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Lab Invest. 2020 Mar 18. doi: 10.1038/s41374-020-0415-6. [Epub ahead of print]

ECM1 secreted by HER2-overexpressing breast cancer cells promotes formation of a vascular niche accelerating cancer cell migration and invasion.

Author information

1
Department of Anatomy, Stem Cell Research Unit, Biomedical Center, Faculty of Medicine, School of Health Sciences, University of Iceland, Reykjavik, Iceland.
2
Center for Systems Biology, University of Iceland, Reykjavik, Iceland.
3
Heidelberg Institute for Stem Cell Technology and Experimental Medicine (HI-STEM gGmbH), 69120, Heidelberg, Germany.
4
Division of Stem Cells and Cancer, German Cancer Research Center (DKFZ), 69120, Heidelberg, Germany.
5
Department of Tumor Biology, Institute for Cancer Research, Oslo University Hospital, The Norwegian Radium Hospital, Oslo, Norway.
6
Department of Pathology, Landspitali-University Hospital, Reykjavik, Iceland.
7
Faculty of Medicine, University of Iceland, Reykjavik, Iceland.
8
German Cancer Consortium (DKTK), 69120, Heidelberg, Germany.
9
Department of Anatomy, Stem Cell Research Unit, Biomedical Center, Faculty of Medicine, School of Health Sciences, University of Iceland, Reykjavik, Iceland. tgudjons@hi.is.
10
Center for Systems Biology, University of Iceland, Reykjavik, Iceland. tgudjons@hi.is.
11
Department of Laboratory Hematology, Landspitali-University Hospital, Reykjavik, Iceland. tgudjons@hi.is.

Abstract

The tumor microenvironment is increasingly recognized as key player in cancer progression. Investigating heterotypic interactions between cancer cells and their microenvironment is important for understanding how specific cell types support cancer. Forming the vasculature, endothelial cells (ECs) are a prominent cell type in the microenvironment of both normal and neoplastic breast gland. Here, we sought out to analyze epithelial-endothelial cross talk in the breast using isogenic non-tumorigenic vs. tumorigenic breast epithelial cell lines and primary ECs. The cellular model used here consists of D492, a breast epithelial cell line with stem cell properties, and two isogenic D492-derived EMT cell lines, D492M and D492HER2. D492M was generated by endothelial-induced EMT and is non-tumorigenic while D492HER2 is tumorigenic, expressing the ErbB2/HER2 oncogene. To investigate cellular cross talk, we used both conditioned medium (CM) and 2D/3D co-culture systems. Secretome analysis of D492 cell lines was performed using mass spectrometry and candidate knockdown (KD), and overexpression (OE) was done using siRNA and CRISPRi/CRISPRa technology. D492HER2 directly enhances endothelial network formation and activates a molecular axis in ECs promoting D492HER2 migration and invasion, suggesting an endothelial feedback response. Secretome analysis identified extracellular matrix protein 1 (ECM1) as potential angiogenic inducer in D492HER2. Confirming its involvement, KD of ECM1 reduced the ability of D492HER2-CM to increase endothelial network formation and induce the endothelial feedback, while recombinant ECM1 (rECM1) increased both. Interestingly, NOTCH1 and NOTCH3 expression was upregulated in ECs upon treatment with D492HER2-CM or rECM1 but not by CM from D492HER2 with ECM1 KD. Blocking endothelial NOTCH signaling inhibited the increase in network formation and the ability of ECs to promote D492HER2 migration and invasion. In summary, our data demonstrate that cancer-secreted ECM1 induces a NOTCH-mediated endothelial feedback promoting cancer progression by enhancing migration and invasion. Targeting this interaction may provide a novel possibility to improve cancer treatment.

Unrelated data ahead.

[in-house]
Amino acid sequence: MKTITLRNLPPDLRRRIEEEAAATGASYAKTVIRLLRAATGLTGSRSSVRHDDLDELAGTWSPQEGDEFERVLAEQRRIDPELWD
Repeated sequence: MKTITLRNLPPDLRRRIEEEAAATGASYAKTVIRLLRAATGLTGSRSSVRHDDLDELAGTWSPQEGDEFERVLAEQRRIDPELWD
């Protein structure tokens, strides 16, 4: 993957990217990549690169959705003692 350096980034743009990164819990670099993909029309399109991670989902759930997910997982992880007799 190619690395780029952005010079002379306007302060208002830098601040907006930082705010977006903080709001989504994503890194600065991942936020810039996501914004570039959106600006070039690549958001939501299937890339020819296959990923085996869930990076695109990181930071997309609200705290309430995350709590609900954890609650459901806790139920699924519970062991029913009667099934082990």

PMID:
32203150
DOI:
10.1038/s41374-020-0415-6

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